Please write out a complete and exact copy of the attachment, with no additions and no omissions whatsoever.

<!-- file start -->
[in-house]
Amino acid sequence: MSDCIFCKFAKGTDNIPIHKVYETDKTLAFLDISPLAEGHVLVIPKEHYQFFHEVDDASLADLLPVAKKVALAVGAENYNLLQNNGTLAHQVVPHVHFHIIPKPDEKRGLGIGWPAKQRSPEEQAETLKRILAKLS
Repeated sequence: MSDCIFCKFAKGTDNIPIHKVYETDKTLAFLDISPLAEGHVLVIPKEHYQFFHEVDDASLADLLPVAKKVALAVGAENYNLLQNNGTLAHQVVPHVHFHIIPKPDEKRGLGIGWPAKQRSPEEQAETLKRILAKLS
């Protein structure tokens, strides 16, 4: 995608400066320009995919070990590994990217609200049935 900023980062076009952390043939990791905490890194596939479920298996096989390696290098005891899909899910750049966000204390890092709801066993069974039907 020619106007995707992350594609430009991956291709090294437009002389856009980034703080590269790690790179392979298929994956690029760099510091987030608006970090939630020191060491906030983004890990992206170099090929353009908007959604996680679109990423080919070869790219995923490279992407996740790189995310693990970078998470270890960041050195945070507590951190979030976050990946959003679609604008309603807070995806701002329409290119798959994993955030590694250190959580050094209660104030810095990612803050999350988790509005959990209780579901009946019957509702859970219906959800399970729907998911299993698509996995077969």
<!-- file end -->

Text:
[in-house]
Amino acid sequence: MSDCIFCKFAKGTDNIPIHKVYETDKTLAFLDISPLAEGHVLVIPKEHYQFFHEVDDASLADLLPVAKKVALAVGAENYNLLQNNGTLAHQVVPHVHFHIIPKPDEKRGLGIGWPAKQRSPEEQAETLKRILAKLS
Repeated sequence: MSDCIFCKFAKGTDNIPIHKVYETDKTLAFLDISPLAEGHVLVIPKEHYQFFHEVDDASLADLLPVAKKVALAVGAENYNLLQNNGTLAHQVVPHVHFHIIPKPDEKRGLGIGWPAKQRSPEEQAETLKRILAKLS
């Protein structure tokens, strides 16, 4: 995608400066320009995919070990590994990217609200049935 900023980062076009952390043939990791905490890194596939479920298996096989390696290098005891899909899910750049966000204390890092709801066993069974039907 020619106007995707992350594609430009991956291709090294437009002389856009980034703080590269790690790179392979298929994956690029760099510091987030608006970090939630020191060491906030983004890990992206170099090929353009908007959604996680679109990423080919070869790219995923490279992407996740790189995310693990970078998470270890960041050195945070507590951190979030976050990946959003679609604008309603807070995806701002329409290119798959994993955030590694250190959580050094209660104030810095990612803050999350988790509005959990209780579901009946019957509702859970219906959800399970729907998911299993698509996995077969």